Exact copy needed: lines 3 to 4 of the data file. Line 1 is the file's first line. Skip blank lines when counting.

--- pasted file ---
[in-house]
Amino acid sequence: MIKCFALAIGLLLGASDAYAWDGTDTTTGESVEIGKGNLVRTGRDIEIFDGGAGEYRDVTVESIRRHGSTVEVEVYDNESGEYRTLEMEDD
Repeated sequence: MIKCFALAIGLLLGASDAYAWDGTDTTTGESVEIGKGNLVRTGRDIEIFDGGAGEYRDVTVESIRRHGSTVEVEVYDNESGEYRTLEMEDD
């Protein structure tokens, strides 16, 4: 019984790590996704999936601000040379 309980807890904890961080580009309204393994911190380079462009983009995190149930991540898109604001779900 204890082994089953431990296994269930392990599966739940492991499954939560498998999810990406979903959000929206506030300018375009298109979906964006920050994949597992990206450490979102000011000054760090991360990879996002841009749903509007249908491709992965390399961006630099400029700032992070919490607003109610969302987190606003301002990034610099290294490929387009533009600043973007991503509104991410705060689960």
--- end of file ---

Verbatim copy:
Repeated sequence: MIKCFALAIGLLLGASDAYAWDGTDTTTGESVEIGKGNLVRTGRDIEIFDGGAGEYRDVTVESIRRHGSTVEVEVYDNESGEYRTLEMEDD
């Protein structure tokens, strides 16, 4: 019984790590996704999936601000040379 309980807890904890961080580009309204393994911190380079462009983009995190149930991540898109604001779900 204890082994089953431990296994269930392990599966739940492991499954939560498998999810990406979903959000929206506030300018375009298109979906964006920050994949597992990206450490979102000011000054760090991360990879996002841009749903509007249908491709992965390399961006630099400029700032992070919490607003109610969302987190606003301002990034610099290294490929387009533009600043973007991503509104991410705060689960």